A nature photographer dragged himself through thick mud to rescue an eagle in a coastal marsh in Poland. The whole thing was captured in a video that includes some dramatic drone shots.
Photographer Krzysztof Chomicz made the daring rescue near the town of Swinoujscie, with the help of local firefighters, European media have reported. Chomicz brought the distressed bird, a white-tailed eagle, back to dry land, enduring some pecking at his arms and legs in the process.
To avoid getting trapped in the mud himself, Chomicz held on to a rope that was attached to the land. (Watch villagers save a drowning leopard.)
According to local reports, the eagle was treated by wildlife rehabilitators and then transferred to a refuge in Szczecin. The team named the eagle Icarus, after the Greek hero who flew too close to the sun on wings of wax and feathers. The team estimated the bird was about six months old and was likely just learning to fly when it fell into the muck.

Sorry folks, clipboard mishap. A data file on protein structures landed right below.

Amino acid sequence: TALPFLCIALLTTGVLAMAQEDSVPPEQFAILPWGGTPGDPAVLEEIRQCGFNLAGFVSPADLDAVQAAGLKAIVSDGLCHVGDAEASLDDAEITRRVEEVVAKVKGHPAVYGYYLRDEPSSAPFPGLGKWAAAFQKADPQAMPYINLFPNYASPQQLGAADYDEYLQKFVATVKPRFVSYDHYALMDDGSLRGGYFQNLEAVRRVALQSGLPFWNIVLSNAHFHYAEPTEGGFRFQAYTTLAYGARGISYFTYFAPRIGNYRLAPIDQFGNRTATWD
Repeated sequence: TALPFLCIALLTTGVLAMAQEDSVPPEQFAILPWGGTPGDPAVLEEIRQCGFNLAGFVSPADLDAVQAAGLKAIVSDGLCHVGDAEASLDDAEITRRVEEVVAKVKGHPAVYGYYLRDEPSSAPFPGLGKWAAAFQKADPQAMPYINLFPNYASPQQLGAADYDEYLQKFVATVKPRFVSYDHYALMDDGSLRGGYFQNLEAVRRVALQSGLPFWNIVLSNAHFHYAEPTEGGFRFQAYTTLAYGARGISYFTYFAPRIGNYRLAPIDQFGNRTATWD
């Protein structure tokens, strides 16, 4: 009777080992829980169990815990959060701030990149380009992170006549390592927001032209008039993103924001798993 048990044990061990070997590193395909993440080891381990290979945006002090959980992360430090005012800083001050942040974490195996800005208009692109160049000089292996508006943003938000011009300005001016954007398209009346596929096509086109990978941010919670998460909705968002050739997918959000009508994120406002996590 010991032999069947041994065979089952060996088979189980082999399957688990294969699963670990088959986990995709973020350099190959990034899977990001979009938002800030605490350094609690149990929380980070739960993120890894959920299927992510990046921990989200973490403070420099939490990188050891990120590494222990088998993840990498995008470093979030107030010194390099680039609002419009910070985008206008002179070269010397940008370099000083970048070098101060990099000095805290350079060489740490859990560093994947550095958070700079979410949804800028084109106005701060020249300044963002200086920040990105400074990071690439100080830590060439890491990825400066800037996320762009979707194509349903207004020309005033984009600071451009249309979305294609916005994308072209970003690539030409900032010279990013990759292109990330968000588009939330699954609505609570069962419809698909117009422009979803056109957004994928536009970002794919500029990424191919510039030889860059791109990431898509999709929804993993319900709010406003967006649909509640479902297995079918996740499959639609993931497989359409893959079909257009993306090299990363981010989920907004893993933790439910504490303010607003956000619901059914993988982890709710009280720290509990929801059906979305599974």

Chomicz rescued another white-tailed eagle in 2015. A photo he took of two eagles was published by National Geographic Poland's website in 2014.
The white-tailed, or sea, eagle (Haliaeetus albicilla) is northern Europe's largest bird of prey. It was driven nearly to extinction by pollution and habitat loss but began making a comeback in the 1980s, particularly after DDT and PCBs were banned (which had led to thinning of its shells and poisoning).
Today, there are thought to be nearly 25,000 adult white-tailed eagles in Europe. But that hasn't been good news for some of their prey, including other vulnerable birds, such as eiders. With eight-foot (2.4-meter) wingspans, the predatory eagles require around a pound (0.5 kilogram) of food a day.
That appetite has caused some conservationists to ask if there could be too many white-tailed eagles now.